CNH Industrial, a major capital goods company whose subsidiaries manufacturer an expansive range of products from construction and agricultural equipment to trucks and commercial vehicles, is planning to separate its on-highway and off-highway categories into different companies. Details of the plan were provided recently during a capital markets presentation at the New York Stock Exchange.
Equipment World quotes CNH Industrial CEO Hubertus Mühlhäuser as speaking of “a need to focus the organization and sharpen our strategic positioning in order to achieve the full potential of our strategic portfolio.” It was with this goal in mind that CNH decided to split on- and off-highway products into two companies.
“We saw that there was overwhelming synergistic potential between agriculture and construction equipment, and between commercial vehicles and powertrain, given the relative cost share of an engine is higher in trucks than in off-highway equipment,” Mühlhäuser said. “Also, on-highway is typically leading with emission regulation changes, making it critical to our commercial vehicle business.”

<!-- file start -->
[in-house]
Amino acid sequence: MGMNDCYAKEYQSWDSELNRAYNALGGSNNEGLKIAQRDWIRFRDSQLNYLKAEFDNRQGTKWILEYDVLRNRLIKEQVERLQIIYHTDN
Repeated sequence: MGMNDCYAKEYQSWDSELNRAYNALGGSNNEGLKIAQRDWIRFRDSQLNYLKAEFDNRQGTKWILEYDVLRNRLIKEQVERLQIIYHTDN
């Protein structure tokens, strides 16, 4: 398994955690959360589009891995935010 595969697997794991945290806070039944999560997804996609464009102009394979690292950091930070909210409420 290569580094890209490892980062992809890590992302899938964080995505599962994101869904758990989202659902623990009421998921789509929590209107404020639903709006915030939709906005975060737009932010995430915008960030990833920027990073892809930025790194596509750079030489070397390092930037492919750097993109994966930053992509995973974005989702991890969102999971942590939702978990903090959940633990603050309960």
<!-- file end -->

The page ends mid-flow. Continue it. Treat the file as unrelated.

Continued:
The off-highway company will feature construction products, most notably wheel loaders, excavators and compact equipment. These machines are manufactured by CNH subsidiaries Case Construction Equipment and New Holland Construction.
CNH also announced that it would be discontinuing 44 of the 172 construction equipment models it currently offers in North America. But as a spokesperson for Case clarified to Equipment World: “This is not a model elimination as much as a variation elimination. There are not necessarily products or product lines going away, simply the ordering variation (SKUs). It’s also important to note this only affects products manufactured in North America, and not what’s available in North America, i.e. that number is specific to products manufactured in Wichita, Fargo and Burlington.”
The idea is to simplify the customer’s purchasing experience.
“When a customer wants to buy now he has too many alternatives when he can get a similar machine immediately from a competitor,” Mühlhäuser explained. “We want to eliminate the confusion.”